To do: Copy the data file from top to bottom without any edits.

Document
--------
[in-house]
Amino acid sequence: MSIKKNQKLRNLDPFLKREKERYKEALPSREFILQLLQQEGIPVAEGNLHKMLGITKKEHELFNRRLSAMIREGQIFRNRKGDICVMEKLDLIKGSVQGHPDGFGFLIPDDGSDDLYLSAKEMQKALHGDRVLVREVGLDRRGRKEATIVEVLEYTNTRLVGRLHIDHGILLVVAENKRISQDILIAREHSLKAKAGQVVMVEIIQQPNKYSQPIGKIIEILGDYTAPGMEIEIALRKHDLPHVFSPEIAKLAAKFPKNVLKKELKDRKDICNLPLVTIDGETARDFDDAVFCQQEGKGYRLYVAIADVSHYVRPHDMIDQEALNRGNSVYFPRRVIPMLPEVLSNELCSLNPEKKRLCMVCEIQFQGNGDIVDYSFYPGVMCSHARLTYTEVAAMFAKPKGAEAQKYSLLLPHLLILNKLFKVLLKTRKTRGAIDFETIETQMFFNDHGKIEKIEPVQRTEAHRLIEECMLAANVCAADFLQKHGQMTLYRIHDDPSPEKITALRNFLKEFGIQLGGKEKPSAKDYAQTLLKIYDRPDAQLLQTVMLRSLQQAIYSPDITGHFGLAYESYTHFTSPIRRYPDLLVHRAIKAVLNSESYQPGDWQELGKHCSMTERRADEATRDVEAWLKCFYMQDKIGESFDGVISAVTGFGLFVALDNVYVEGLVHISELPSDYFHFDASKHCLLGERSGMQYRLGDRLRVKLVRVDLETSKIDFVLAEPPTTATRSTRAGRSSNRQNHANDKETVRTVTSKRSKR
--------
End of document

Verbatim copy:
[in-house]
Amino acid sequence: MSIKKNQKLRNLDPFLKREKERYKEALPSREFILQLLQQEGIPVAEGNLHKMLGITKKEHELFNRRLSAMIREGQIFRNRKGDICVMEKLDLIKGSVQGHPDGFGFLIPDDGSDDLYLSAKEMQKALHGDRVLVREVGLDRRGRKEATIVEVLEYTNTRLVGRLHIDHGILLVVAENKRISQDILIAREHSLKAKAGQVVMVEIIQQPNKYSQPIGKIIEILGDYTAPGMEIEIALRKHDLPHVFSPEIAKLAAKFPKNVLKKELKDRKDICNLPLVTIDGETARDFDDAVFCQQEGKGYRLYVAIADVSHYVRPHDMIDQEALNRGNSVYFPRRVIPMLPEVLSNELCSLNPEKKRLCMVCEIQFQGNGDIVDYSFYPGVMCSHARLTYTEVAAMFAKPKGAEAQKYSLLLPHLLILNKLFKVLLKTRKTRGAIDFETIETQMFFNDHGKIEKIEPVQRTEAHRLIEECMLAANVCAADFLQKHGQMTLYRIHDDPSPEKITALRNFLKEFGIQLGGKEKPSAKDYAQTLLKIYDRPDAQLLQTVMLRSLQQAIYSPDITGHFGLAYESYTHFTSPIRRYPDLLVHRAIKAVLNSESYQPGDWQELGKHCSMTERRADEATRDVEAWLKCFYMQDKIGESFDGVISAVTGFGLFVALDNVYVEGLVHISELPSDYFHFDASKHCLLGERSGMQYRLGDRLRVKLVRVDLETSKIDFVLAEPPTTATRSTRAGRSSNRQNHANDKETVRTVTSKRSKR